Retro Actor Spotlight: John Mills

Giving Classical British Cinema’s players another chance to shine in the limelight

Now Featuring: John Mills

There have been many stand-out performances in David Lean’s earlier British films. It is as if he had a magnet that attracted all the greatest talent from in and around the United Kingdom. John Mills was one of the most celebrated actors to work with Lean and certainly held one of the longest successful careers amongst them. He and Lean did five films together and it was only in 1946’s Great Expectations that he finally got the lead part. However, John carried much or a great deal of his other Lean collaborations starring in secondary roles. The characters he portrayed were vital to the storyline and brought about a sense of warmth to the pictures. His face was friendly and handsome, always bringing a smile to your face in times of laughter and a glimmer of hope in times of need. John had a universal appeal that I liken to Jack Lemmon as they both had lovable visages, were convincing in different genres of film, and always remained the guy for whom you rooted. Slightly unlike Jack, though, John translated this tenderness to his personal life (or perhaps vice versa) and was beloved by everyone who knew him.

John Lewis Ernest Mills was born on 22 February 1908 in North Elham, England, in the county of Norfolk. His father was headmaster at the local school but that did not prevent John from being bullied by the other schoolchildren, though he would credit the experience with giving him a thick skin. He was about 6 or 7 years old when he appeared in his first play and knew right away that he wanted to be an actor. After leaving school, he first worked an office job as a clerk at a corn merchant’s store. His second job had him selling toilet paper for a sanitary goods company in London. Years later in interviews, he repeated more than once that he “found the demonstrations a bit embarrassing.” Despite this, he stayed focused due to the fact that he had knowingly taken the job in order to be able to find acting work in the big city. He took dancing lessons in the afternoon and would audition when he could, eventually landing a job with the London Hippodrome around 1929 for £4 per week. The troupe made it to Singapore and it was on his second day there (either in 1929 or 1930) that he met Noël Coward for the first time. John, playing in the chorus of 6-month long production, used the opportunity to introduce himself and become friendly with Coward to that he could get a leg-in to hard-to-get London West End theatre auditions. His efforts proved successful and he got a job there, starting a fine theatre and cinematic career as well as marking the beginning of a lasting friendship with Coward. When World War II broke out in 1939, John immediately enlisted in the British Army, Royal Engineers Corps and stayed until he received a medical discharge in either late 1940 or 1942. Upon his dismissal from the military, he went on to mostly film roles during the 1940s where he often appeared as a serviceman – twice for David Lean.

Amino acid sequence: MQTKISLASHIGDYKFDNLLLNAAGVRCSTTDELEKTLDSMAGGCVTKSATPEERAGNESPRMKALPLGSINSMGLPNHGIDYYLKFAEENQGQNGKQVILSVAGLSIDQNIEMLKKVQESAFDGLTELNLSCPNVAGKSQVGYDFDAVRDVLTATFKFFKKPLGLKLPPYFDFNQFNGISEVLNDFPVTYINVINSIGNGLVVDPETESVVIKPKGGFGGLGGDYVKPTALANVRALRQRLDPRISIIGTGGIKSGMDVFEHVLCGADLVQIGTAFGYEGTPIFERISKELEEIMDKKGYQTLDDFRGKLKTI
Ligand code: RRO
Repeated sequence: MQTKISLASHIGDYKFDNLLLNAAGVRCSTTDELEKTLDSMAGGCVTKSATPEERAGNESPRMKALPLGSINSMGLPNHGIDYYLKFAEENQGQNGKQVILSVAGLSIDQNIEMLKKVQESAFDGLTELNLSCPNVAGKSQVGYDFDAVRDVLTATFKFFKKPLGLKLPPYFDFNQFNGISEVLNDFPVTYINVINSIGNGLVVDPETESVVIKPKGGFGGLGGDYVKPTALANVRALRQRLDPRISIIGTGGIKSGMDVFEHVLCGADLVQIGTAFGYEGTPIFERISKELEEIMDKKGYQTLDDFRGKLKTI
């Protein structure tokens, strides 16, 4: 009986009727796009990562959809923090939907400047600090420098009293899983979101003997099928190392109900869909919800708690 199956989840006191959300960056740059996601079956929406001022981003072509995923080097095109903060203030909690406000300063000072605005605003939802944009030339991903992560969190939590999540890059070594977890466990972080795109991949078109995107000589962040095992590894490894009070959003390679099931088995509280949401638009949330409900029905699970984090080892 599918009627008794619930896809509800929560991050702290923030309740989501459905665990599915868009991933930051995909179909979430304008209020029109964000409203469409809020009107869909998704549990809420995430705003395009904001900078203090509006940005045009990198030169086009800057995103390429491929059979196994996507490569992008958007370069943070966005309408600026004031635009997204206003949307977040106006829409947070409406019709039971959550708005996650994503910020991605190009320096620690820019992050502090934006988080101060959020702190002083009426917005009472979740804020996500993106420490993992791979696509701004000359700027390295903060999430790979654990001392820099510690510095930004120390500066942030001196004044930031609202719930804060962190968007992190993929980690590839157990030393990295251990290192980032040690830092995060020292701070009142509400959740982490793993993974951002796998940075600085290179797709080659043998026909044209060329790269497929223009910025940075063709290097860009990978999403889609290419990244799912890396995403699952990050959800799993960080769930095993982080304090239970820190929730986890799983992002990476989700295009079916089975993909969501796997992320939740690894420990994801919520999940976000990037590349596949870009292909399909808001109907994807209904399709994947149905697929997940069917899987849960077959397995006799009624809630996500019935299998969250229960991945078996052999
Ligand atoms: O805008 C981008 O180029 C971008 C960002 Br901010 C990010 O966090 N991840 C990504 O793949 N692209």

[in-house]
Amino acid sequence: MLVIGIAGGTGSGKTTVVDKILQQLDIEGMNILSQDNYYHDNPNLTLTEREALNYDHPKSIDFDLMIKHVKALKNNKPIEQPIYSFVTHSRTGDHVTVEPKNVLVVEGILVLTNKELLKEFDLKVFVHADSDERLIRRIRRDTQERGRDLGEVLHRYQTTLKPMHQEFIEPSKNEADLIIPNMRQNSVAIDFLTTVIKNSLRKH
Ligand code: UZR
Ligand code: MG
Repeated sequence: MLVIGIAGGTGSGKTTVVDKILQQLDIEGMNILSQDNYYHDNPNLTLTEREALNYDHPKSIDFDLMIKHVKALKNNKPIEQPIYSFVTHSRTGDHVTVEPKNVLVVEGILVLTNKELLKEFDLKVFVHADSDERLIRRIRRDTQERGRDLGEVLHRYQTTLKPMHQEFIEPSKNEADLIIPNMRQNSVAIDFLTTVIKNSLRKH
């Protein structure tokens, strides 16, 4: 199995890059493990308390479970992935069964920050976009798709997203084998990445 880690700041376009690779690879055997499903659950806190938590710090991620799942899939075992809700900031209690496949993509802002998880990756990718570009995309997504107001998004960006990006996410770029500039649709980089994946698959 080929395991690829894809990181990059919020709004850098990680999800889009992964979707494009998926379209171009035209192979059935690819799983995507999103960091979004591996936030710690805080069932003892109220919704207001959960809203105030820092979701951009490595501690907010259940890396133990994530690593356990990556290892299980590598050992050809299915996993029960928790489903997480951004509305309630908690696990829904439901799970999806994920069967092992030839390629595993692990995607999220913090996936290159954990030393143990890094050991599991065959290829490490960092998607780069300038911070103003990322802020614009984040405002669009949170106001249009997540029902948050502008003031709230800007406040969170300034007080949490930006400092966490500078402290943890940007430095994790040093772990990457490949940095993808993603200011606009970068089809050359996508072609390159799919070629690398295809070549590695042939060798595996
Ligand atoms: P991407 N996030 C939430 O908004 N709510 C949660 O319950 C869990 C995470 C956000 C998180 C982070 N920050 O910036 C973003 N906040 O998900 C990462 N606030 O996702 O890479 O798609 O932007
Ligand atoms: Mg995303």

John considered himself extremely lucky for having been able to work with David Lean and held a very high opinion of him. Though Lean’s total perfectionism irked some actors and crew members, John personally felt that it was worth waiting for Lean’s result and did not understand other actors being impatient with the director. It is likely for this that Lean cast him so often in his pictures and perhaps had Lean not moved onto his International Epics phase, he and John would have done more projects together. Unlike Lean, John did not aspire to travel around the world and was very content living in England. Though he did appear in some American films, he never spent more than 6 months at a time away from his beloved homeland. I suppose it was his good luck that Lean decided to film Ryan’s Daughter in Ireland, allowing John to accept a role than Lean himself knew would bring him Oscar gold. One of John’s most cherished memories is earning that statuette, all thanks to he and David having dinner in Rome and reminiscing on old times. 🙂

John in later life with daughters Juliet and Hayley

Notable Lean Films

In Which We Serve – 1942

This Happy Breed – 1944

Great Expectations – 1946

Hobsons’s Choice – 1954

Ryan’s Daughter – 1970


Here’s looking at you, John

  • Married 2nd wife Mary Hayley Bell during a 48-hour military leave, with it lasting from 1941 to 2005. They had three children: Juliet, Hayley & Jonathan. Juliet and Hayley are both well-known actresses.
  • Received a CBE (Most Excellent Order of the British Empire) in 1960 and a Knighthood in 1976
  • Appeared in over 100 films
  • Was offered a considerable contract by 20th Century Fox in 1928 but turned it down in lieu of staying in England
  • Was a song and dance man at the beginning of his career
  • Loved watching and playing in musicals, appearing in Cats in his 80s
  • Was once neighbours with David Niven, David Lean, and Laurence Olivier & Vivien Leigh on the same street in Denham, England
  • Was almost totally blind towards the end of his life

The Mills family: Jonathan, Juliet, Hayley, John & Mary